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Brand Management: A Redskins Case Study

Smart companies realize that they no longer control their brand.  Social media has given voice to the consumer and democratized public opinion.  Brand’s have become like NASA-launched deep-space probes.  You build them, design them and then launch them into the ether and hope you maintain contact, can exert some control and avoid being hit by a meteor.

There’s notional evidence that social media provides over-amplification for  the disgruntled few as the satisfied masses remain silent.  You make someone angry and they now have a soap box.  Savvy marketeers monitor the tweets, twits and blogs and transparently, non-obtrusively  engage in communications to influence the influencers and shape the conversation. Comcast does this well.  Amazon and Dell do this well. Daniel Snyder and his NFL team, the Redskins? If they were a NASA designed deep-space probe, their brand would be, “Houston we have a problem.”

Some marketers pretend they can control public opinion.  Case in point, Daniel Snyder.  Daniel Snyder and his sister created a multi-billion dollar empire from the sale of their company, Snyder Communications. Snyder Communications was a direct marketing company – the kind that interrupted your dinner with a phone call because they thought you would rather switch phone companies than spend quality time with your family.  Those countless interruptions provided the capital to purchase a Washington DC Institution… the Washington Redskins.  Unfortunately, he has attempted to exert so much control and yet so successfully damaged the brand that even congress has higher approval ratings than Mr. Snyder.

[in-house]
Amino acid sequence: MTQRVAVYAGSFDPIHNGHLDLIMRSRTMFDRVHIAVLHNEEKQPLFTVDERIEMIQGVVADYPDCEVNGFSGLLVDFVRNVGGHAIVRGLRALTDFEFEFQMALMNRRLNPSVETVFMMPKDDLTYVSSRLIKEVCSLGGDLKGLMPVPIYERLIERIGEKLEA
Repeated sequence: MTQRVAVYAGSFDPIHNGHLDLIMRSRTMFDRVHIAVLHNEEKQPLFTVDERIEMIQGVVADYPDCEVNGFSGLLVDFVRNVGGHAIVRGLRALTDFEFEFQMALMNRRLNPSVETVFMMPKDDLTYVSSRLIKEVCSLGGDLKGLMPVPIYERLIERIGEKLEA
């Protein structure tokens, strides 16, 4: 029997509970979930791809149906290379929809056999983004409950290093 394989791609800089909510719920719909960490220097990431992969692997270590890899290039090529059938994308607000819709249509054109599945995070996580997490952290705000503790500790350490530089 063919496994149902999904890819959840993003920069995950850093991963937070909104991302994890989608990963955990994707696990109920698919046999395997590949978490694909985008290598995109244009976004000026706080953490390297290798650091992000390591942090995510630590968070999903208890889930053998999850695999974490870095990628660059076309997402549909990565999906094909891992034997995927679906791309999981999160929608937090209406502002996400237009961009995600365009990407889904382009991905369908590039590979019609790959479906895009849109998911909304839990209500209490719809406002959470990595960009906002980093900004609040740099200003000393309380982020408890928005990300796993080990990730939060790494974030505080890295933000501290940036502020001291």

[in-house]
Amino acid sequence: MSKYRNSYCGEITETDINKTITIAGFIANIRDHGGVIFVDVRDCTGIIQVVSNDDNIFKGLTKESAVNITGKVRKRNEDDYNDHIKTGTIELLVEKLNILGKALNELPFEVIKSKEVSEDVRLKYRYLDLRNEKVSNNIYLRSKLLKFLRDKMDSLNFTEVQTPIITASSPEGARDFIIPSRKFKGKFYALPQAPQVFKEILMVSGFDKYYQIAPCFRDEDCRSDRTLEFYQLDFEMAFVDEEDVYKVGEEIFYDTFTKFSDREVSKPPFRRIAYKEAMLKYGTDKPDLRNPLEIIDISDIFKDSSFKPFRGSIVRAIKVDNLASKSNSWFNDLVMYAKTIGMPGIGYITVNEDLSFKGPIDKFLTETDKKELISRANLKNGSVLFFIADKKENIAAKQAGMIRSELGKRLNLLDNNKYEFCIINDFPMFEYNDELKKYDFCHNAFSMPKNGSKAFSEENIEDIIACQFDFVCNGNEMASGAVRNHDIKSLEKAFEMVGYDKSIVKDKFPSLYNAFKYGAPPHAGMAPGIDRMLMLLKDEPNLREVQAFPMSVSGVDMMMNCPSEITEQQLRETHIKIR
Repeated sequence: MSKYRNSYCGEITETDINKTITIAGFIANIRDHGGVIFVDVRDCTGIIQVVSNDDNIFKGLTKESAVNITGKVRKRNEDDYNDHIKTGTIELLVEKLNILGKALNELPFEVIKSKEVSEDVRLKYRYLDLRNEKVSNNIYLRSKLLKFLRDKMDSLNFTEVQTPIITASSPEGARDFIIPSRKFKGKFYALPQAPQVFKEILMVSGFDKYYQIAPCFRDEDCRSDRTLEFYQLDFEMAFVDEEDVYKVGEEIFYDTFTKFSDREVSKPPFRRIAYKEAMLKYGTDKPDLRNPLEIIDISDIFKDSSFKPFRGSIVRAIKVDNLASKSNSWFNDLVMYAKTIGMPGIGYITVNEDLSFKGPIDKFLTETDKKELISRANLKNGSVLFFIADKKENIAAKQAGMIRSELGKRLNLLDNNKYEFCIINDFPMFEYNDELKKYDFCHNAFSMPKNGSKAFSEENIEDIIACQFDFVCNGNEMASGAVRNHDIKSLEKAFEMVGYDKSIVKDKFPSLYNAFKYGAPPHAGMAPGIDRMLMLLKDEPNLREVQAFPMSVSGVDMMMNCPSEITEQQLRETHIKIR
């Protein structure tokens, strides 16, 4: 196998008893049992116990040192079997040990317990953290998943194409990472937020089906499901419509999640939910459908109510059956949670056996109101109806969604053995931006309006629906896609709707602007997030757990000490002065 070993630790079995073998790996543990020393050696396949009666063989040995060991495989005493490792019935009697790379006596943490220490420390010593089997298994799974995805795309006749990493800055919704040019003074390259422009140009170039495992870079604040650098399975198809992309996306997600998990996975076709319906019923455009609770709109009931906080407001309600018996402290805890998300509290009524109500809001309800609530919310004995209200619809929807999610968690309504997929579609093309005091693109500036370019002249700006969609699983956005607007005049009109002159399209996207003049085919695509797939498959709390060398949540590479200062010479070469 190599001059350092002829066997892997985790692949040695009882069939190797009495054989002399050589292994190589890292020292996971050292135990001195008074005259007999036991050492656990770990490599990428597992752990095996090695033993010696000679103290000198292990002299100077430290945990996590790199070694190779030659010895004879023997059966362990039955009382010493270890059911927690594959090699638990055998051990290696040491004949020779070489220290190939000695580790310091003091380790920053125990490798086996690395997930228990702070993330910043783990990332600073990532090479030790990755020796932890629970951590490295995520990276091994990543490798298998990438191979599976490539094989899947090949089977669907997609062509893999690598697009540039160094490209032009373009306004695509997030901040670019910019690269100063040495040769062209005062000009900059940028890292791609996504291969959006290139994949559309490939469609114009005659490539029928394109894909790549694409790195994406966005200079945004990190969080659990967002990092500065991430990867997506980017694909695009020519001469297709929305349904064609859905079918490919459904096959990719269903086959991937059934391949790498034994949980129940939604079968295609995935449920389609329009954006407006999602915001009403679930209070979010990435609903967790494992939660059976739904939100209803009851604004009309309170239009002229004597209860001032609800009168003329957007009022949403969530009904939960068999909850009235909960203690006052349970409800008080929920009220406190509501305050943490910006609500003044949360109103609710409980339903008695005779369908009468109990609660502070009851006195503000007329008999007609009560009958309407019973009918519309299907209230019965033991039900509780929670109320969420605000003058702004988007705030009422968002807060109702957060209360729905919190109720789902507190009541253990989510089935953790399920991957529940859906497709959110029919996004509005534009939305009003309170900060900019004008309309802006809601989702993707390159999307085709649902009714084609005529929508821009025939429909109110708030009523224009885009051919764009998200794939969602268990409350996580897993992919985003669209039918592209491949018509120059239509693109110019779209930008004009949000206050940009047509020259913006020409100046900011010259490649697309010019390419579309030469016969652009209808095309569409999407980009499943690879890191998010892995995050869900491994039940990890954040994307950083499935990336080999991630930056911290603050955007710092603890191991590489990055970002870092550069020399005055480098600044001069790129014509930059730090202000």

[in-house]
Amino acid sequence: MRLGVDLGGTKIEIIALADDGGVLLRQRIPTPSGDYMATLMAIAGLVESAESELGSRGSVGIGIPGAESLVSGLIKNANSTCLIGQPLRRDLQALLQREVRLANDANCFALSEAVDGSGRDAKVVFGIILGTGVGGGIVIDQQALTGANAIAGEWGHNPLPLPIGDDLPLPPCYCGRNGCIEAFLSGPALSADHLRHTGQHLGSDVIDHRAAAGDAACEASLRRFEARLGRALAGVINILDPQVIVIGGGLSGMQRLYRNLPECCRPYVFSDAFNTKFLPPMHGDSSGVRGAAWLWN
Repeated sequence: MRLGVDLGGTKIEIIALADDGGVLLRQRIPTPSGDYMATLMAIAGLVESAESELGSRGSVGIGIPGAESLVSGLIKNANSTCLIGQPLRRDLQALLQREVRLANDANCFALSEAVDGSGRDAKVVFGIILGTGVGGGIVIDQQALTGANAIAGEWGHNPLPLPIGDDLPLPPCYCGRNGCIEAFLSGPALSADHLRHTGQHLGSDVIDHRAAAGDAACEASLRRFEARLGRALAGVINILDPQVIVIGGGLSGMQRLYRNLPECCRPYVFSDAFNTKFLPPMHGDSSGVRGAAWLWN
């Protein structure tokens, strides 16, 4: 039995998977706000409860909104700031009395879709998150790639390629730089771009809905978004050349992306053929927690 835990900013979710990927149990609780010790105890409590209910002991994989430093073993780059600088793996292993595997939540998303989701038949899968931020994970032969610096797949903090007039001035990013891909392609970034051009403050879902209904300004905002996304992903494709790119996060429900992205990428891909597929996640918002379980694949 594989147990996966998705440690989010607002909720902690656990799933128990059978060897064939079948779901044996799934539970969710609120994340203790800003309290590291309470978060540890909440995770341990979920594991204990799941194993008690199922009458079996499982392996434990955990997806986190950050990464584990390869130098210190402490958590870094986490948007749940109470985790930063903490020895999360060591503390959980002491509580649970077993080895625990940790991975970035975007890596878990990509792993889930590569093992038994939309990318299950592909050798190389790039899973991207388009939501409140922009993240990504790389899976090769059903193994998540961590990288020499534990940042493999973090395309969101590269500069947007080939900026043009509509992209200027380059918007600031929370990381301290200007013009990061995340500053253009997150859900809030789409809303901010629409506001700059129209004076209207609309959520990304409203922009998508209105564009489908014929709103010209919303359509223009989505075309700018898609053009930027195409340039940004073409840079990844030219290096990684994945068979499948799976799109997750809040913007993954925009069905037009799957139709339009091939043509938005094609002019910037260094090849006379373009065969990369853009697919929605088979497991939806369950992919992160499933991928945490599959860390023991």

For the 30 year period prior to Snyder’s purchase of the team in 1999, the Redskins winning percentage has dropped from a 30 year average of 53% to a lowly 45%.  Play-off appearances have dropped from an average of 1 per season to less than .5 per season and Superbowl appearances and wins went from .17 and .1 per year to a big goose egg.  All this while paying big money for failed coaching experiments and wooing away expensive superstar free agents who just didn’t pan-out.

Censoring the media.
A couple days ago, the hosts of a local Snyder-owned radio station, ESPN980, asked fans for input on the difference between the teams who had made it the conference championship games this past weekend and the Redskins.  Asked to call in to suggest what was the Redskin missing ingredient, a friend of mine called in with the following answer, “The missing ingredient was competent ownership.  We could easily fix our problem by trading our owner and a couple draft picks for the owner of the Stealers, Mr. Rooney.”

And you know what the call screener told my friend?  “That’s funny but I’m sorry we can’t put that on the air.”  You see it’s like this, Danny owns that radio station and like Tom Cruise in the film, “A Few Good Men,” Danny can’t handle the truth, and even if he did, he doesn’t understand that in this new age, he can’t squelch the truth.

This is just one symptom of a disease that goes much deeper.  Traditional media people are afraid of retribution from the Redskins organization if they speak-out too harshly.  There are people in the media who know that if they want access to the Redskins they have to play by Snyders rules.  His employees can keep naysayers off Dan’s radio stations.  He can ban former Redskin hero’s from earning a living on Daniel-run stations, as he did with Redskin’s Superbowl XIV hero and star running back John Riggins after Riggins spoke out against Redskin mismanagement.  He can bar access to the press that speak out too harshly but he can’t hide the truth of the facts.